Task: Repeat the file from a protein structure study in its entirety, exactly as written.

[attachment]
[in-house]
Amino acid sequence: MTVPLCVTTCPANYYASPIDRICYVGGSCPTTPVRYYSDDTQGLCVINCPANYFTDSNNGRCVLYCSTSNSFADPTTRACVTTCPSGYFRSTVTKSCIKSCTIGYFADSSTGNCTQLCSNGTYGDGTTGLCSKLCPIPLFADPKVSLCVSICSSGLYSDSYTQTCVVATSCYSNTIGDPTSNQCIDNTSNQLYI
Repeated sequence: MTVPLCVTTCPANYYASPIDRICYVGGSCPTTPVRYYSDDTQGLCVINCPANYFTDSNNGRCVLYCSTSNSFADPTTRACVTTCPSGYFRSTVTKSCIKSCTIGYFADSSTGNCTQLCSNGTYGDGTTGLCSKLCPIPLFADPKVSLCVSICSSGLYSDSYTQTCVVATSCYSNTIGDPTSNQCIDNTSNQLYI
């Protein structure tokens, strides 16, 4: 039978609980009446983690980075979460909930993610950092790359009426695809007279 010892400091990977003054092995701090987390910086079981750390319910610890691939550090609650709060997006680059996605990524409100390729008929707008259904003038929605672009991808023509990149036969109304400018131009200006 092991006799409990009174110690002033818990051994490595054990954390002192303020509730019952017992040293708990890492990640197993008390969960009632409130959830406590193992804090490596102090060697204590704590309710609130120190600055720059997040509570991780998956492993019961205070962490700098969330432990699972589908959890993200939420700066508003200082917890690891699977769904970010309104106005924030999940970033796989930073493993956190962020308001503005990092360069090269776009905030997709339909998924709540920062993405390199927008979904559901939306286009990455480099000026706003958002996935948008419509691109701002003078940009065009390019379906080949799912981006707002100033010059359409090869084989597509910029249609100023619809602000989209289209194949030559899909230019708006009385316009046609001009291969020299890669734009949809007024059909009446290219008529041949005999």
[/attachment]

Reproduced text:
[in-house]
Amino acid sequence: MTVPLCVTTCPANYYASPIDRICYVGGSCPTTPVRYYSDDTQGLCVINCPANYFTDSNNGRCVLYCSTSNSFADPTTRACVTTCPSGYFRSTVTKSCIKSCTIGYFADSSTGNCTQLCSNGTYGDGTTGLCSKLCPIPLFADPKVSLCVSICSSGLYSDSYTQTCVVATSCYSNTIGDPTSNQCIDNTSNQLYI
Repeated sequence: MTVPLCVTTCPANYYASPIDRICYVGGSCPTTPVRYYSDDTQGLCVINCPANYFTDSNNGRCVLYCSTSNSFADPTTRACVTTCPSGYFRSTVTKSCIKSCTIGYFADSSTGNCTQLCSNGTYGDGTTGLCSKLCPIPLFADPKVSLCVSICSSGLYSDSYTQTCVVATSCYSNTIGDPTSNQCIDNTSNQLYI
């Protein structure tokens, strides 16, 4: 039978609980009446983690980075979460909930993610950092790359009426695809007279 010892400091990977003054092995701090987390910086079981750390319910610890691939550090609650709060997006680059996605990524409100390729008929707008259904003038929605672009991808023509990149036969109304400018131009200006 092991006799409990009174110690002033818990051994490595054990954390002192303020509730019952017992040293708990890492990640197993008390969960009632409130959830406590193992804090490596102090060697204590704590309710609130120190600055720059997040509570991780998956492993019961205070962490700098969330432990699972589908959890993200939420700066508003200082917890690891699977769904970010309104106005924030999940970033796989930073493993956190962020308001503005990092360069090269776009905030997709339909998924709540920062993405390199927008979904559901939306286009990455480099000026706003958002996935948008419509691109701002003078940009065009390019379906080949799912981006707002100033010059359409090869084989597509910029249609100023619809602000989209289209194949030559899909230019708006009385316009046609001009291969020299890669734009949809007024059909009446290219008529041949005999």